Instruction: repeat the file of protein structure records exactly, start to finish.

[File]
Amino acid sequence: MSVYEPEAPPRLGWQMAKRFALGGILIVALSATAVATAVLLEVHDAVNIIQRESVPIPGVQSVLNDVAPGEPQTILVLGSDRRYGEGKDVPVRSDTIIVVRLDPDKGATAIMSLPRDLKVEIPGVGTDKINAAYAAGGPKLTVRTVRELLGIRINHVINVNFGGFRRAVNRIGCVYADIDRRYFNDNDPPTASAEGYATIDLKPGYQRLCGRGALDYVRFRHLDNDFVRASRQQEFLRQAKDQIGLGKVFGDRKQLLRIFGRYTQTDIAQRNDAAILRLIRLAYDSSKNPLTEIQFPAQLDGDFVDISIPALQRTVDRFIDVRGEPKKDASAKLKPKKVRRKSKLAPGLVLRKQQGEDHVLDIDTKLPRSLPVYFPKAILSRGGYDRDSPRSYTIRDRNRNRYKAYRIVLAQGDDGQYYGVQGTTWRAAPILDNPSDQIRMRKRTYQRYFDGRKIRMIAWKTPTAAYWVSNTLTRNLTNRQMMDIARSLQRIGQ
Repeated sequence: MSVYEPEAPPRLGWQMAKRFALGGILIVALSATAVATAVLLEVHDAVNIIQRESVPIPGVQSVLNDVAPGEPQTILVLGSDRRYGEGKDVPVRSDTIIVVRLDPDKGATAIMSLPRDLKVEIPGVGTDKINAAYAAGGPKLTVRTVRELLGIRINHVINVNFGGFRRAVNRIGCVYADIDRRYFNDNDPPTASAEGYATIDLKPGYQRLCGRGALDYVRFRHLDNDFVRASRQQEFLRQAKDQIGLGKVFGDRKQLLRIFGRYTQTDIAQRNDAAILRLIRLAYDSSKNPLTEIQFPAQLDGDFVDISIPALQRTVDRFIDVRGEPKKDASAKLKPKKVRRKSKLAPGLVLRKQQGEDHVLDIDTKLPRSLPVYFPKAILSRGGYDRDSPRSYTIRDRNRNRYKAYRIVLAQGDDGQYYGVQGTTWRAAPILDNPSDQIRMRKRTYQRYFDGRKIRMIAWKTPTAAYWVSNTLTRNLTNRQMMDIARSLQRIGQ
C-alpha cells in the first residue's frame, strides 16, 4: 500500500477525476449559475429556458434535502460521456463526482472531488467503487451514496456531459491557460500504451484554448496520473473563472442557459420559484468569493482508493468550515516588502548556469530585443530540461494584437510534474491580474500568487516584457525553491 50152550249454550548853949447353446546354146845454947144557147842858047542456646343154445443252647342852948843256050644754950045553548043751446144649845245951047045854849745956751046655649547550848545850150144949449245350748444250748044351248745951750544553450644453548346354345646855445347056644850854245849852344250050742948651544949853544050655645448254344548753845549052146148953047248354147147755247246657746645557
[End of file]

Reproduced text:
Amino acid sequence: MSVYEPEAPPRLGWQMAKRFALGGILIVALSATAVATAVLLEVHDAVNIIQRESVPIPGVQSVLNDVAPGEPQTILVLGSDRRYGEGKDVPVRSDTIIVVRLDPDKGATAIMSLPRDLKVEIPGVGTDKINAAYAAGGPKLTVRTVRELLGIRINHVINVNFGGFRRAVNRIGCVYADIDRRYFNDNDPPTASAEGYATIDLKPGYQRLCGRGALDYVRFRHLDNDFVRASRQQEFLRQAKDQIGLGKVFGDRKQLLRIFGRYTQTDIAQRNDAAILRLIRLAYDSSKNPLTEIQFPAQLDGDFVDISIPALQRTVDRFIDVRGEPKKDASAKLKPKKVRRKSKLAPGLVLRKQQGEDHVLDIDTKLPRSLPVYFPKAILSRGGYDRDSPRSYTIRDRNRNRYKAYRIVLAQGDDGQYYGVQGTTWRAAPILDNPSDQIRMRKRTYQRYFDGRKIRMIAWKTPTAAYWVSNTLTRNLTNRQMMDIARSLQRIGQ
Repeated sequence: MSVYEPEAPPRLGWQMAKRFALGGILIVALSATAVATAVLLEVHDAVNIIQRESVPIPGVQSVLNDVAPGEPQTILVLGSDRRYGEGKDVPVRSDTIIVVRLDPDKGATAIMSLPRDLKVEIPGVGTDKINAAYAAGGPKLTVRTVRELLGIRINHVINVNFGGFRRAVNRIGCVYADIDRRYFNDNDPPTASAEGYATIDLKPGYQRLCGRGALDYVRFRHLDNDFVRASRQQEFLRQAKDQIGLGKVFGDRKQLLRIFGRYTQTDIAQRNDAAILRLIRLAYDSSKNPLTEIQFPAQLDGDFVDISIPALQRTVDRFIDVRGEPKKDASAKLKPKKVRRKSKLAPGLVLRKQQGEDHVLDIDTKLPRSLPVYFPKAILSRGGYDRDSPRSYTIRDRNRNRYKAYRIVLAQGDDGQYYGVQGTTWRAAPILDNPSDQIRMRKRTYQRYFDGRKIRMIAWKTPTAAYWVSNTLTRNLTNRQMMDIARSLQRIGQ
C-alpha cells in the first residue's frame, strides 16, 4: 500500500477525476449559475429556458434535502460521456463526482472531488467503487451514496456531459491557460500504451484554448496520473473563472442557459420559484468569493482508493468550515516588502548556469530585443530540461494584437510534474491580474500568487516584457525553491 50152550249454550548853949447353446546354146845454947144557147842858047542456646343154445443252647342852948843256050644754950045553548043751446144649845245951047045854849745956751046655649547550848545850150144949449245350748444250748044351248745951750544553450644453548346354345646855445347056644850854245849852344250050742948651544949853544050655645448254344548753845549052146148953047248354147147755247246657746645557